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Mysterious Water Suspension

I’m still on a quest to clean out my drafts folder before the new school year starts in a couple of weeks. As most of you know, last year I taught one section of physical science. When I announced to my math classes that we would be celebrating Pi Day, my science kids wanted to know if they could celebrate it as well. Many of my physical science kids were also in my Algebra 1 or Math Concepts classes, so I decided we would do something different.

mysterious water suspension activity text over image of water

I had recently attended a Steve Spangler workshop and had my mind blown by some of his amazing demonstrations. Seriously, if you ever have the chance to see Steve work his science magic, do it! I went to the workshop looking for ideas for my science class and walked away with more ideas for my algebra class! 

I decided to kick class off with some floating water. 

Steve suggests using drinking glasses or jars, but I decided to use plastic test tubes.

We also needed plastic water pitchers to tote water to our classroom (no science lab means no sink).

Then, we needed plastic tubs to catch our mess and playing cards. These are not my good playing cards, but a deck that is missing a few.

I did a quick demonstration for my students and then let them try it for themselves.

After everyone had a turn, I had my students return to their seats. I pulled out a pair of mason jars and asked my students if they thought we would be able to do the same thing with a larger container.

The class was pretty split. Some thought it would work. Others thought more water would mean more weight so the water would fall out.

I had two mason jars, so I invited a student to come to the room and try it with me. Playing cards were too small to cover the opening, so I made up a laminated set of “Do Not Remove” cards.


drawing of laminator machine with text "laminating recommendations"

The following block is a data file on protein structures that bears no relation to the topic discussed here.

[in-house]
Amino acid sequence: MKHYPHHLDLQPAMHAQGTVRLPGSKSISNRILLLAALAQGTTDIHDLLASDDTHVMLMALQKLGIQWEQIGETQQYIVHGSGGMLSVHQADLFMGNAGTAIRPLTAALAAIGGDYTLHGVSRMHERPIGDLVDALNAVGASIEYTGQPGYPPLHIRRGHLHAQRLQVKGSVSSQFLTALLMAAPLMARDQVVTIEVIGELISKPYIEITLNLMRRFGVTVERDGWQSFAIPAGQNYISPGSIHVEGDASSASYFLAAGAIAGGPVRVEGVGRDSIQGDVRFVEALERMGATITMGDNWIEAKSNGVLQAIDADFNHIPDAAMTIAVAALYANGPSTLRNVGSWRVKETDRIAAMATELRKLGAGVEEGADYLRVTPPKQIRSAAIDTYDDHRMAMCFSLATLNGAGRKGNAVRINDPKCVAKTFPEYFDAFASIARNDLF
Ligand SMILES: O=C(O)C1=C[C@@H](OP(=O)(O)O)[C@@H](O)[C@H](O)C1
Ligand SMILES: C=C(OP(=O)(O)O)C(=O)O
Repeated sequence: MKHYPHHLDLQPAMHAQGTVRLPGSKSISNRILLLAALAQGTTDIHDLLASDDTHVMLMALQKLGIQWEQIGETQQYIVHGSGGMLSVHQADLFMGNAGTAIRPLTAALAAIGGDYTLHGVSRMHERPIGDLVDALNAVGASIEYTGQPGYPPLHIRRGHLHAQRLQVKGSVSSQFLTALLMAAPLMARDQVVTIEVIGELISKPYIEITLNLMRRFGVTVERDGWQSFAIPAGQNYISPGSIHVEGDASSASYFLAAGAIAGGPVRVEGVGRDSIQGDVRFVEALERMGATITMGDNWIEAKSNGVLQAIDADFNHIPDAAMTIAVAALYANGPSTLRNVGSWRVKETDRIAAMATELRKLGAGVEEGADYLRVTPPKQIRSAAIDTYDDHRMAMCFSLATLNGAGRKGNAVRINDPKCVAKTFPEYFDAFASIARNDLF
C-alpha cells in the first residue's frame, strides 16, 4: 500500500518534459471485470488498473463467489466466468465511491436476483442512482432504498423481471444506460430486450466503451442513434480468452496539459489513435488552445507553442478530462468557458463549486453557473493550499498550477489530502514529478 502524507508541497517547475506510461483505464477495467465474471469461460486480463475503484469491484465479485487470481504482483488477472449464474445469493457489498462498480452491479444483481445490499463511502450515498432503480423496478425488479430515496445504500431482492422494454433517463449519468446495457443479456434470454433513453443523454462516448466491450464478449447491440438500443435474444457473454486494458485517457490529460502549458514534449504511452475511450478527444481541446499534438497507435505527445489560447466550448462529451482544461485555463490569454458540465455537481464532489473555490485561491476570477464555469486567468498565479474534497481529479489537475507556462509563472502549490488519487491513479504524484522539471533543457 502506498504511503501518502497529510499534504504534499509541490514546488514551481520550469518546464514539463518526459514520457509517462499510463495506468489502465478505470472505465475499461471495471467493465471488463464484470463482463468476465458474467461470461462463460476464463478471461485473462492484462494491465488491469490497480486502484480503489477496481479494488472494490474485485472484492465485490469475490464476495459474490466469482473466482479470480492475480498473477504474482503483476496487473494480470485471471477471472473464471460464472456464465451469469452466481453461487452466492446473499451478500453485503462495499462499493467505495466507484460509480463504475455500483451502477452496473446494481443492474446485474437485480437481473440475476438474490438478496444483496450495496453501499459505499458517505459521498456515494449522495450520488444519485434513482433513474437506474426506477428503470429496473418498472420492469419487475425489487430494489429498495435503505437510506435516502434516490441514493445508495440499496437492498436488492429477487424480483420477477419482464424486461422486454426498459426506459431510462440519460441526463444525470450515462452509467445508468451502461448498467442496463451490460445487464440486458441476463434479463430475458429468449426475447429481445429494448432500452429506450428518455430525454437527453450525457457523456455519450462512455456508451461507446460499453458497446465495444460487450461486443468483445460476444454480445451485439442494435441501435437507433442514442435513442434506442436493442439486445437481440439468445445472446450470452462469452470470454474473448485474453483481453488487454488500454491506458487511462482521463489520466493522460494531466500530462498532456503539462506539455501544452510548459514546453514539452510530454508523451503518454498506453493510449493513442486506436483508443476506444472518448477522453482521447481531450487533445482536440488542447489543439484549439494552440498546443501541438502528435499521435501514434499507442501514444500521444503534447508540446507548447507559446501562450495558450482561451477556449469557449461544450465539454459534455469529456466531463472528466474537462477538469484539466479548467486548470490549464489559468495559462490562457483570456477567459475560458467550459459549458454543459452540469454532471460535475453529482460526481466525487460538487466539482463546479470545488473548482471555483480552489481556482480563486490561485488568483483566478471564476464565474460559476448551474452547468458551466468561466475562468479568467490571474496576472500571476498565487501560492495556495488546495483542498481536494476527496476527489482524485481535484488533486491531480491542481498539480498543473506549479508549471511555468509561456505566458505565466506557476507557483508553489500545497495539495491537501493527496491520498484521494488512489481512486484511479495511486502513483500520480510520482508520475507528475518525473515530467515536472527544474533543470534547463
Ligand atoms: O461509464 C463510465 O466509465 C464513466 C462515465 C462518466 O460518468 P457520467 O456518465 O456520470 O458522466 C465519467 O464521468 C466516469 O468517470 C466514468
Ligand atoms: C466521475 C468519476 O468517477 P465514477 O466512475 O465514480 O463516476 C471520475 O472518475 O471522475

A laminator is a MUST-HAVE for me as a math teacher! I spent my first six years as a teacher at a school with a broken laminator, so I had to find a way to laminate things myself.

I’ve had several laminators over the years. I currently use a Scotch laminator at home and a Swingline laminator at school.

I highly recommend splurging a bit on the actual laminator and buying the cheapest laminating pouches you can find!

I had two stations set up at the front of the room with a tub, water pitcher, jar, and do not remove card. 

The student volunteer was instructed to follow the exact same steps I modeled. 

Here they are: 

  1. Pour the water in the mason jar. Fill it up as much as possible without it overflowing. 
  2. Place the “Do Not Remove” card on top. 
  3. Carefully turn over the jar. 
  4. Remove your hand. 
  5. Be amazed! 

This is when things didn’t really go as planned. As my students were amazed that the trick had worked with the mason jar and a larger quantity of water, my “Do Not Remove” card accidentally fell off into the plastic tub. 

And, the water didn’t fall out. 

The class gasped. This was impossible. How was the water remaining in the jar? One student accused me of performing witchcraft and started making a move towards the door. 

Of course, the student who was supposed to be following my every move decided to remove their card. The water rushed out into the tub. Now the class was even more confused. 

At this point, I was feeling a bit guilty. The class was wanting to rush up and examine my mason jar to see what was going on. I shooed them back to their seats and invited the student volunteer to try the activity again using my mason jar. As soon as they saw my jar, they saw my secret.  

Yes, there is a secret. 

Before I could fully explain the secret, this happened: 

Want in on the secret of how to make this work? Steve Spangler explains it best. Just remember what we learned from the above video. Don’t tip the jar to the side! 

This was definitely a fun activity. The student in the above video didn’t have too hard of feelings over the experience because he begged to take the supplies to the office to show the secretary. He ended up demonstrating in front of the secretary, principal, librarian, and janitor! I had no clue until the principal called me aside later to tell me how cool my science activity was. 

One warning about this activity.  The resulting mess is massive!

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